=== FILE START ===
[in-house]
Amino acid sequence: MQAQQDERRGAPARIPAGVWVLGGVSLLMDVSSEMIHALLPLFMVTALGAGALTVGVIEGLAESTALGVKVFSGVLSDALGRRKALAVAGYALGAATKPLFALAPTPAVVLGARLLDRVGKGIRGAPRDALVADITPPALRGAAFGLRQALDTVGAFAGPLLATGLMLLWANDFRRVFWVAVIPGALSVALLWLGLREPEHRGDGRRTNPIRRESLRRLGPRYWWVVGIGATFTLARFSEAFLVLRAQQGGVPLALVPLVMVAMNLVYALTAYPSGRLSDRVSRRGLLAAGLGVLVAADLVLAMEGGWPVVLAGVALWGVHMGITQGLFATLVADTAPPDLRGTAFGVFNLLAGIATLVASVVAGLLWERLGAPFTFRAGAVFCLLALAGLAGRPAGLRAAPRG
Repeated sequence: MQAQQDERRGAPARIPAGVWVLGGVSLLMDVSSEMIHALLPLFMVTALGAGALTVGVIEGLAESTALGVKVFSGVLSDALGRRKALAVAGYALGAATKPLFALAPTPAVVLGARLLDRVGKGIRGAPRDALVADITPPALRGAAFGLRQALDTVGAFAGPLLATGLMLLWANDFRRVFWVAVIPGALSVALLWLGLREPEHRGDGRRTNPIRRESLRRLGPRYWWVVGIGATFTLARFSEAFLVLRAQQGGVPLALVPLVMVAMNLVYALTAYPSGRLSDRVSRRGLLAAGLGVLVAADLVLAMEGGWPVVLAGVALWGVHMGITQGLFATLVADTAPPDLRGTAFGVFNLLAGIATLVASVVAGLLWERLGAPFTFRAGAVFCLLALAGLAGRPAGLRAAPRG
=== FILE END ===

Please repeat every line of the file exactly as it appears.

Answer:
[in-house]
Amino acid sequence: MQAQQDERRGAPARIPAGVWVLGGVSLLMDVSSEMIHALLPLFMVTALGAGALTVGVIEGLAESTALGVKVFSGVLSDALGRRKALAVAGYALGAATKPLFALAPTPAVVLGARLLDRVGKGIRGAPRDALVADITPPALRGAAFGLRQALDTVGAFAGPLLATGLMLLWANDFRRVFWVAVIPGALSVALLWLGLREPEHRGDGRRTNPIRRESLRRLGPRYWWVVGIGATFTLARFSEAFLVLRAQQGGVPLALVPLVMVAMNLVYALTAYPSGRLSDRVSRRGLLAAGLGVLVAADLVLAMEGGWPVVLAGVALWGVHMGITQGLFATLVADTAPPDLRGTAFGVFNLLAGIATLVASVVAGLLWERLGAPFTFRAGAVFCLLALAGLAGRPAGLRAAPRG
Repeated sequence: MQAQQDERRGAPARIPAGVWVLGGVSLLMDVSSEMIHALLPLFMVTALGAGALTVGVIEGLAESTALGVKVFSGVLSDALGRRKALAVAGYALGAATKPLFALAPTPAVVLGARLLDRVGKGIRGAPRDALVADITPPALRGAAFGLRQALDTVGAFAGPLLATGLMLLWANDFRRVFWVAVIPGALSVALLWLGLREPEHRGDGRRTNPIRRESLRRLGPRYWWVVGIGATFTLARFSEAFLVLRAQQGGVPLALVPLVMVAMNLVYALTAYPSGRLSDRVSRRGLLAAGLGVLVAADLVLAMEGGWPVVLAGVALWGVHMGITQGLFATLVADTAPPDLRGTAFGVFNLLAGIATLVASVVAGLLWERLGAPFTFRAGAVFCLLALAGLAGRPAGLRAAPRG